Refer(end)um: Expiration of current referendum could end some AP programs and staff positions

Expiration of current referendum could end some AP programs, staff positions

Emily Dexter, News Reporter

Since the current referendum for the school district will expire on Dec. 31, a special election will occur on May 2 where Carmel citizens will vote on a new referendum to take its place. If this referendum fails, according to Superintendent Nicholas Wahl, programs not required for graduation, such as the AP program, could be cut back, and hundreds of teachers and school employees could potentially lose their jobs.

According to Wahl’s presentation to the Board of Education on Jan. 23, if the referendum fails, 260 total employee positions would need to be cut across the school district. At CHS, staff reductions would affect 77 employees, including teachers, instructional assistants, custodians, administrators and others. With fewer teachers, the average class size at CHS would increase from current levels of 28 to 30 students to 35 to 40 students.

According to Wahl, if the referendum passes, it will replace the current referendum tax rate of 16 cents with a higher rate of 19 cents, which will keep the flat school tax rate at 83 cents. These costs reflect the amount taxpayers must pay per $100 of assessed property value. For a property with an assessed value of $300,000, for example, once standard deductions are taken into account, the owner would pay $315 in school taxes instead of the previous amount of $265.

Wahl said via email, “We hope (taxpayers) can appreciate the top-notch education Carmel Clay Schools provide to their children and realize that we can’t continue to do what we do without this very important source of funding.”

For a dose of perspective, according to Wahl, the school system’s funding per student ranks as the second lowest in Indiana.

Michael Wang, AP state scholar and senior, said he would be disappointed if the referendum failure requires cuts to the AP program.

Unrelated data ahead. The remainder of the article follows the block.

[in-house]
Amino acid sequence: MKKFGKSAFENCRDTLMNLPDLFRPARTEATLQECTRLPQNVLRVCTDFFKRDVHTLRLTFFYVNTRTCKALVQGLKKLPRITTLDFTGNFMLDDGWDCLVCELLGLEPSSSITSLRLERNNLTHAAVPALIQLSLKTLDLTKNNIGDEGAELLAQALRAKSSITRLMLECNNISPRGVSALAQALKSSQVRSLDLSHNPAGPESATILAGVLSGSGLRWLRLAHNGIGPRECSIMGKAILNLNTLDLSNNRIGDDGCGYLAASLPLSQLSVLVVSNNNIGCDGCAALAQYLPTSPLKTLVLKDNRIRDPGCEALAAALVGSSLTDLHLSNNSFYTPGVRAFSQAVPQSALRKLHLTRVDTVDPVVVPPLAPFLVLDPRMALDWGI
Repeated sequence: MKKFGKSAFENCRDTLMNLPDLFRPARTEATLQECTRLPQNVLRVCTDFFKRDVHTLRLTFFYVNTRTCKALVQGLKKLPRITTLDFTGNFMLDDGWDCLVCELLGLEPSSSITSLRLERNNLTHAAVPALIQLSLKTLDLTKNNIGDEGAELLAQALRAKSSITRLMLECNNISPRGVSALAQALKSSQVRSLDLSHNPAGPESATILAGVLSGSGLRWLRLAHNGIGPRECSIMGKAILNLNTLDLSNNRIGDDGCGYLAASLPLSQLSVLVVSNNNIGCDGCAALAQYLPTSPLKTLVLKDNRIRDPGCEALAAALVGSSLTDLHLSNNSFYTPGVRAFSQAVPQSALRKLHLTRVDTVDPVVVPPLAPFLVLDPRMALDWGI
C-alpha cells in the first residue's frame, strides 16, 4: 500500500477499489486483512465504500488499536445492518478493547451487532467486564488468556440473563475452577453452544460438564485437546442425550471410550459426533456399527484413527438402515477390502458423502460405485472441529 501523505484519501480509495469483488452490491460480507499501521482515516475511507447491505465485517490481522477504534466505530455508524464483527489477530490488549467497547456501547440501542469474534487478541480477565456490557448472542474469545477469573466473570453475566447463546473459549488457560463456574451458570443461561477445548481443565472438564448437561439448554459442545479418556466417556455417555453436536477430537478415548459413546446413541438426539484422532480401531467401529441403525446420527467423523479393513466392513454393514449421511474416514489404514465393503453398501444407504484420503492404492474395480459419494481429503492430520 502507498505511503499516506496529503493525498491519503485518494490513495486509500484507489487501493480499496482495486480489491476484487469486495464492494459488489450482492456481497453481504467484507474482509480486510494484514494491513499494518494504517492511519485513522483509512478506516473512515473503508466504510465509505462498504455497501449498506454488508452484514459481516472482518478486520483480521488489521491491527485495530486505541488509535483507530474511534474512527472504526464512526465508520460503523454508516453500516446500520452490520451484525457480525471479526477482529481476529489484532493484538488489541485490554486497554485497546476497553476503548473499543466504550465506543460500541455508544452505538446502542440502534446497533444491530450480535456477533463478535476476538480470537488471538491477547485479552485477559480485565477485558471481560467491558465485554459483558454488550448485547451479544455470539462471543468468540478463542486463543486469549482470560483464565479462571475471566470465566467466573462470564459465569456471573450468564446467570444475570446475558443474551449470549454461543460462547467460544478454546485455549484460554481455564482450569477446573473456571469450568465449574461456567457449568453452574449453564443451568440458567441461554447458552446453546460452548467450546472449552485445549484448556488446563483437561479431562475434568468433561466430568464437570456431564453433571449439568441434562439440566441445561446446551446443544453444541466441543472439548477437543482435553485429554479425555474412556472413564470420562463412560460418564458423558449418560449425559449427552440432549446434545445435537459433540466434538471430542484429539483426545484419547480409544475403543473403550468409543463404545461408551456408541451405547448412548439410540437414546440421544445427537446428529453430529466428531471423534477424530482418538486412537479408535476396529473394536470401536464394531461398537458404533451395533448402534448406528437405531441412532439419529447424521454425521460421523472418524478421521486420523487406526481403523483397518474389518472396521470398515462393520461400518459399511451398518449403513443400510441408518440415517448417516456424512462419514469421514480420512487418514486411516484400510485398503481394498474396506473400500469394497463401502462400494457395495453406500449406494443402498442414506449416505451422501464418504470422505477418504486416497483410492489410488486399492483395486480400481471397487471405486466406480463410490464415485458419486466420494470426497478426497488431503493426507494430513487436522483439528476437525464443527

“Without having more challenging courses, school could become a little more boring or less meaningful, and it’s nice for students like me or my peers to be able to have classes that keep them engaged or challenged during the day,” Wang said.

The potential cuts to the AP program do not reflect trends in student participation. According to the counseling center’s presentation from Eighth Grade Transition Night, CHS student participation in AP courses from 2012 to 2016 increased from 1,457 to 1,580 students.

Also revealing an upward trend was the statistic of how many AP students scored 3’s or higher on their AP exams. That number climbed from 81.3 percent of students in 2012 to 88.8 percent in 2016.

Social studies teacher Jennifer Ellery said she has noticed student participation in AP European History, the course she teaches, decrease since she began teaching at CHS. However, she cited the introduction of new advanced programs and classes, such as ACP, IB and additional AP courses, as the reason for this trend, and not because of a lack of interest.

“There’s definitely perks to having so many course offerings,” Ellery said. “There’s just a lot of things beyond the core classes that this school has to offer. (Those classes) may not give weight, but they may help educate you for what you want to do or what you don’t want to do if you end up not liking it. Does that help water down the marketability of courses? Yes, but I think it’s a good problem to have because it’s an opportunity if you look at it from the right perspective.”

Ellery declined to comment on the referendum.

According to Wahl’s presentation, beginning after the 2009 recession, school operating funds began to come from state taxes instead of both state and local taxes. In response to this change, some communities, including the Carmel Clay school district, have passed referendums to preserve their educational programs.

“The worst-case scenario would be (if the referendum) fails,” Wahl said. “If we don’t have a new referendum in place, we’ll be forced to make some pretty tough decisions.”

Wang said, “If they decide that they really do need to cut back on the AP program, I hope that they make sure that they preserve a variety of different courses. Even if you have to cut courses, don’t cut all the art courses; don’t cut all the chemistry courses. Make sure all students still have high-level classes they can take, even if it’s fewer in the number of classes.”

Wang said it is important to maintain a variety of AP classes to match the large spectrum of students’ interests and subjects they would like to pursue in higher education.

Wahl said, “Strong schools beget strong communities. And strong communities drive higher property values. If this referendum fails, the impact will be felt farther and wider than our classroom walls.”